Human NAT10 is an ATP-dependent RNA acetyltransferase responsible for N4-acetylcytidine formation in 18 S ribosomal RNA (rRNA)

J Biol Chem. 2014 Dec 26;289(52):35724-30. doi: 10.1074/jbc.C114.602698. Epub 2014 Nov 19.


Human N-acetyltransferase 10 (NAT10) is known to be a lysine acetyltransferase that targets microtubules and histones and plays an important role in cell division. NAT10 is highly expressed in malignant tumors, and is also a promising target for therapies against laminopathies and premature aging. Here we report that NAT10 is an ATP-dependent RNA acetyltransferase responsible for formation of N(4)-acetylcytidine (ac(4)C) at position 1842 in the terminal helix of mammalian 18 S rRNA. RNAi-mediated knockdown of NAT10 resulted in growth retardation of human cells, and this was accompanied by high-level accumulation of the 30 S precursor of 18 S rRNA, suggesting that ac(4)C1842 formation catalyzed by NAT10 is involved in rRNA processing and ribosome biogenesis.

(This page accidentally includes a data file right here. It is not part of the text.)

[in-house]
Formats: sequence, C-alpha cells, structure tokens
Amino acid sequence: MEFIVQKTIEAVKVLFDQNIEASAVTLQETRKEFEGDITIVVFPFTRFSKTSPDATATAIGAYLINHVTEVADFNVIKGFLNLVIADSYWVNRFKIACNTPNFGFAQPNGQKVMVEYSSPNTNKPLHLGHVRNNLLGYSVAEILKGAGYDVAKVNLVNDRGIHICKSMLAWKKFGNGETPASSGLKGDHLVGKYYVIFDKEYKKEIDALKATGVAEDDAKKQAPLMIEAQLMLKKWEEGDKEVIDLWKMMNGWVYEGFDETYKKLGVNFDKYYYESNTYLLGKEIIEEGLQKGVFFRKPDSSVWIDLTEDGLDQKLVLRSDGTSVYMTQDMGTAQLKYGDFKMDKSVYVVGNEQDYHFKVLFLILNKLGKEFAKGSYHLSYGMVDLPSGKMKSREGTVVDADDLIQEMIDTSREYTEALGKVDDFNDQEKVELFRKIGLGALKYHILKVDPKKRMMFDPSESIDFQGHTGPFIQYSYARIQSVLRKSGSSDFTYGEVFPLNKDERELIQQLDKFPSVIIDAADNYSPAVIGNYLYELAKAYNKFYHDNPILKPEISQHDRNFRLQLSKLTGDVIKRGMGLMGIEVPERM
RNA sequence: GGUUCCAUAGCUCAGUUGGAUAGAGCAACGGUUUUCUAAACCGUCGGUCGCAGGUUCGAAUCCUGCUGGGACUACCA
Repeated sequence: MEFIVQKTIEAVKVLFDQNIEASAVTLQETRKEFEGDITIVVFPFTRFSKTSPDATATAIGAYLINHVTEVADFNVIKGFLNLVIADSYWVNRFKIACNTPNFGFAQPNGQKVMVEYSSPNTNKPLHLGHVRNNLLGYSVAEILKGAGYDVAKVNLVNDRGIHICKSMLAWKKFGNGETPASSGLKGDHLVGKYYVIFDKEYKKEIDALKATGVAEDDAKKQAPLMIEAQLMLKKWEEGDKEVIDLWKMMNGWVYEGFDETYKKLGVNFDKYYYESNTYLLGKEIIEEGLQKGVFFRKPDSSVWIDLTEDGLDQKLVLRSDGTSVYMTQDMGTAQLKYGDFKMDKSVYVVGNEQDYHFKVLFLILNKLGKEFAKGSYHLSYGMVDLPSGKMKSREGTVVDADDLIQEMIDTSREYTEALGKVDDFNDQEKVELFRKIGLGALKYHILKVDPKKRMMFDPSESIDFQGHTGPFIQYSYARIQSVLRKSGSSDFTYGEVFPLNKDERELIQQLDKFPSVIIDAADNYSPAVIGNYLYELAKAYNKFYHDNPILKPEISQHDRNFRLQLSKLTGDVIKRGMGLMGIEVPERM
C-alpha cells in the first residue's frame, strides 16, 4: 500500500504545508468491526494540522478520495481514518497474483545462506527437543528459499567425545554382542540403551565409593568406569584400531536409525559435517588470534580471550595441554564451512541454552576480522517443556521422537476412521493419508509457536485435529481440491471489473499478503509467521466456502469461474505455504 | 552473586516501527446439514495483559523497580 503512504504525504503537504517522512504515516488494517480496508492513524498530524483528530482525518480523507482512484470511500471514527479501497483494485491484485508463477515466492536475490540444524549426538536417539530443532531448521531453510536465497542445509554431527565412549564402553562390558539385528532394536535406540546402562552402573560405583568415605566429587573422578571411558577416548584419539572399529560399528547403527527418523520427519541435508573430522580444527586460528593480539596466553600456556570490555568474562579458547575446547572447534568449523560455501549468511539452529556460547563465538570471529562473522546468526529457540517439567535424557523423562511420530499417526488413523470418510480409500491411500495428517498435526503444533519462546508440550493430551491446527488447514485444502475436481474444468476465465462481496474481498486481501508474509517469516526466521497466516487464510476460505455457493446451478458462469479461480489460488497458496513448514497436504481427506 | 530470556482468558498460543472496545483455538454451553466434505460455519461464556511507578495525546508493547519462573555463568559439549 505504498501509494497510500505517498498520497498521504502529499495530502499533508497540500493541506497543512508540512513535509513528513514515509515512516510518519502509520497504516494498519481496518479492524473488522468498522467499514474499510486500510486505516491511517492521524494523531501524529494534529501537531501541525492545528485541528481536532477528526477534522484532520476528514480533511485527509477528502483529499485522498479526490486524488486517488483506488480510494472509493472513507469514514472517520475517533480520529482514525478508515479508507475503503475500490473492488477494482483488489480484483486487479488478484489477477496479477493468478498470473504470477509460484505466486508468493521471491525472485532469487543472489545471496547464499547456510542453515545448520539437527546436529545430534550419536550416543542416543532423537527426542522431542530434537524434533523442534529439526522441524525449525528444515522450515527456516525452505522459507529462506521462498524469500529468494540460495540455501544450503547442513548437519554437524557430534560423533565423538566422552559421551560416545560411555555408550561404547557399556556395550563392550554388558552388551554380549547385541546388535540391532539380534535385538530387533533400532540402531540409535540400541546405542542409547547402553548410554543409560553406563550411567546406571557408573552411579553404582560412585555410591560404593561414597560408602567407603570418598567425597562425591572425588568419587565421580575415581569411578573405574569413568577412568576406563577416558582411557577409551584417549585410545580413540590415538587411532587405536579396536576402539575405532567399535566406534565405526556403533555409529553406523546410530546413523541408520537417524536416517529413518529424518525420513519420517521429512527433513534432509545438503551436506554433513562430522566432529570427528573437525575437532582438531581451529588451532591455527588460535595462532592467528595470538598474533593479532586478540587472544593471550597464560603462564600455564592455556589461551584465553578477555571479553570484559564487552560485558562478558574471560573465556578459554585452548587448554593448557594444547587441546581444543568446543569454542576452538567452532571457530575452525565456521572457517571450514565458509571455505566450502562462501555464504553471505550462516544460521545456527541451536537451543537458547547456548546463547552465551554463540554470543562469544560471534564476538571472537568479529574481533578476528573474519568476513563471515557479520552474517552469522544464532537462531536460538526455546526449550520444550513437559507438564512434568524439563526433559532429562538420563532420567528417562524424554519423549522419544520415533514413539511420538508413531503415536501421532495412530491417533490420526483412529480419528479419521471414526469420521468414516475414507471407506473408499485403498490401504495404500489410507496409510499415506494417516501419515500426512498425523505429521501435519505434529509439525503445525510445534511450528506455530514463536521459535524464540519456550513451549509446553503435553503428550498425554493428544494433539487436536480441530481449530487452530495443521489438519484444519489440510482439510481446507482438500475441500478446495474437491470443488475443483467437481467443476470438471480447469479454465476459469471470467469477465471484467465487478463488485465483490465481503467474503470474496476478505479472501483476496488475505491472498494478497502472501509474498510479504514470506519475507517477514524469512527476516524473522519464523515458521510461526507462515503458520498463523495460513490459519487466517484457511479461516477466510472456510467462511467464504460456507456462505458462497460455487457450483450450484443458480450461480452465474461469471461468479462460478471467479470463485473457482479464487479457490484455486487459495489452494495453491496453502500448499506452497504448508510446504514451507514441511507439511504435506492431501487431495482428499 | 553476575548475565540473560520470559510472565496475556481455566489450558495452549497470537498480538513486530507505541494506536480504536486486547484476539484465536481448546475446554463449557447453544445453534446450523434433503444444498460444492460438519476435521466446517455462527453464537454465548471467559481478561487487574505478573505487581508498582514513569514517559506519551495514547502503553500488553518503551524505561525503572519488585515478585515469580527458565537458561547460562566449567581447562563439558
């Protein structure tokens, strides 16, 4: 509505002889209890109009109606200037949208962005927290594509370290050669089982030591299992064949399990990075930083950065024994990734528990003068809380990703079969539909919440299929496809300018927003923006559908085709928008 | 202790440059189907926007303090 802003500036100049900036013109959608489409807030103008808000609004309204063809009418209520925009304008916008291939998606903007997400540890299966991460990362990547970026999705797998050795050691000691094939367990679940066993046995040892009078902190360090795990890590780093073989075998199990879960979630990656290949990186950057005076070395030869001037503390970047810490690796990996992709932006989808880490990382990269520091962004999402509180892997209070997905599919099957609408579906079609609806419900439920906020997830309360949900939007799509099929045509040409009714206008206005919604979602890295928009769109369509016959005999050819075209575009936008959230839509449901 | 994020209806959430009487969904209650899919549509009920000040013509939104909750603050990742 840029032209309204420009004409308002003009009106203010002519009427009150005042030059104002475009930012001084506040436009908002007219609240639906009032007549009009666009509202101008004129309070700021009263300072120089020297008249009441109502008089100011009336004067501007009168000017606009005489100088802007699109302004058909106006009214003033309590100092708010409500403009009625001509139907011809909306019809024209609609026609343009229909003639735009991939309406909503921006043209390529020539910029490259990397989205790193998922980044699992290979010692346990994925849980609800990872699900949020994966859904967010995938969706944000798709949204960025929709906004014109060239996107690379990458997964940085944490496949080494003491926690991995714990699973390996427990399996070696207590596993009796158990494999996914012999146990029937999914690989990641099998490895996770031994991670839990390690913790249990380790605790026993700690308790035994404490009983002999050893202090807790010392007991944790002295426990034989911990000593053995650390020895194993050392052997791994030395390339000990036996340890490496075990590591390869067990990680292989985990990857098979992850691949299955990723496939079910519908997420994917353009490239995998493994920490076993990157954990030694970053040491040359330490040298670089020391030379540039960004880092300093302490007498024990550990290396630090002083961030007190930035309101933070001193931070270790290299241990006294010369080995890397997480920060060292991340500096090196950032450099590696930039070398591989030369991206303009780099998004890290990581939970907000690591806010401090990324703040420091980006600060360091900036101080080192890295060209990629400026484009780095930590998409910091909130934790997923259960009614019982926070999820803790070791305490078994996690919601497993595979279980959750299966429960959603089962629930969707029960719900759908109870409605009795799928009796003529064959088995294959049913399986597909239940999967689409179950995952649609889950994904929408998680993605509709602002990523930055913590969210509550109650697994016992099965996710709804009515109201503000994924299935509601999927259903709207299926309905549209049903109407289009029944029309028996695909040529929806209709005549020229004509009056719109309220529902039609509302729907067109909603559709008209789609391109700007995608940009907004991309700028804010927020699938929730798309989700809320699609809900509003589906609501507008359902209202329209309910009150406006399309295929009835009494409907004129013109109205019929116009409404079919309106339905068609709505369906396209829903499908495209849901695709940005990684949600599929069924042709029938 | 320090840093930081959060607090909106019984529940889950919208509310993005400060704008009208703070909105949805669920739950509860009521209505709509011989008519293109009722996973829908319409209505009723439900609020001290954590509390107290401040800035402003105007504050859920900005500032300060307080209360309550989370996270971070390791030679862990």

Keywords: Acetyl Coenzyme A (Acetyl-CoA); Acetyltransferase; RNA Modification; Ribosomal RNA Processing (rRNA Processing); Ribosome Assembly.

Publication types

  • Research Support, Non-U.S. Gov't

MeSH terms

  • Acetylation
  • Base Sequence
  • HEK293 Cells
  • HeLa Cells
  • Humans
  • Molecular Sequence Data
  • N-Terminal Acetyltransferase E / physiology*
  • N-Terminal Acetyltransferases
  • Nucleic Acid Conformation
  • RNA Processing, Post-Transcriptional
  • RNA, Ribosomal, 18S / metabolism*


  • RNA, Ribosomal, 18S
  • N-Terminal Acetyltransferase E
  • N-Terminal Acetyltransferases
  • NAT10 protein, human